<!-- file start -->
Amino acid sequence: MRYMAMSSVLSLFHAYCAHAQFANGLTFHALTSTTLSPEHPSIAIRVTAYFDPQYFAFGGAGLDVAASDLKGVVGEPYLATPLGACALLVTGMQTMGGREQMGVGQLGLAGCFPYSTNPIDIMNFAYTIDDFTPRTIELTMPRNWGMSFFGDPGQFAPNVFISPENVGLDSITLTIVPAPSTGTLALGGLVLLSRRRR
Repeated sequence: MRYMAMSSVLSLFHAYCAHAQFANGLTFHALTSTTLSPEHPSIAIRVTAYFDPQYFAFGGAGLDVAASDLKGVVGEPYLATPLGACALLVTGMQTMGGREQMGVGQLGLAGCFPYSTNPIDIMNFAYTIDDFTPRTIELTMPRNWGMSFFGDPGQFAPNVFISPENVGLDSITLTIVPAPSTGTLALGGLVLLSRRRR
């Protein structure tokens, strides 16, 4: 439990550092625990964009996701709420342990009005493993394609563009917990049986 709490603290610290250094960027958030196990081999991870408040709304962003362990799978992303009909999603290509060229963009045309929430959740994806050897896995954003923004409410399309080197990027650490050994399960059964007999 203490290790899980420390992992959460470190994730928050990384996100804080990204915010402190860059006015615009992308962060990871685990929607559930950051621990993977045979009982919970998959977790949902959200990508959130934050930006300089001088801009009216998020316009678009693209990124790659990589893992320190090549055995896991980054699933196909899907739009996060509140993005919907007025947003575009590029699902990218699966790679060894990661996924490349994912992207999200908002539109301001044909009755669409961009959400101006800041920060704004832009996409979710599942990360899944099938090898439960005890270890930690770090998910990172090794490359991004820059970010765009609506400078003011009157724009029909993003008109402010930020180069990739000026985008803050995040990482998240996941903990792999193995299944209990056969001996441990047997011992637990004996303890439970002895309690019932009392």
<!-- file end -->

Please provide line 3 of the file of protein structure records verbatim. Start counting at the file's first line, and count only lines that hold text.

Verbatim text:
């Protein structure tokens, strides 16, 4: 439990550092625990964009996701709420342990009005493993394609563009917990049986 709490603290610290250094960027958030196990081999991870408040709304962003362990799978992303009909999603290509060229963009045309929430959740994806050897896995954003923004409410399309080197990027650490050994399960059964007999 203490290790899980420390992992959460470190994730928050990384996100804080990204915010402190860059006015615009992308962060990871685990929607559930950051621990993977045979009982919970998959977790949902959200990508959130934050930006300089001088801009009216998020316009678009693209990124790659990589893992320190090549055995896991980054699933196909899907739009996060509140993005919907007025947003575009590029699902990218699966790679060894990661996924490349994912992207999200908002539109301001044909009755669409961009959400101006800041920060704004832009996409979710599942990360899944099938090898439960005890270890930690770090998910990172090794490359991004820059970010765009609506400078003011009157724009029909993003008109402010930020180069990739000026985008803050995040990482998240996941903990792999193995299944209990056969001996441990047997011992637990004996303890439970002895309690019932009392």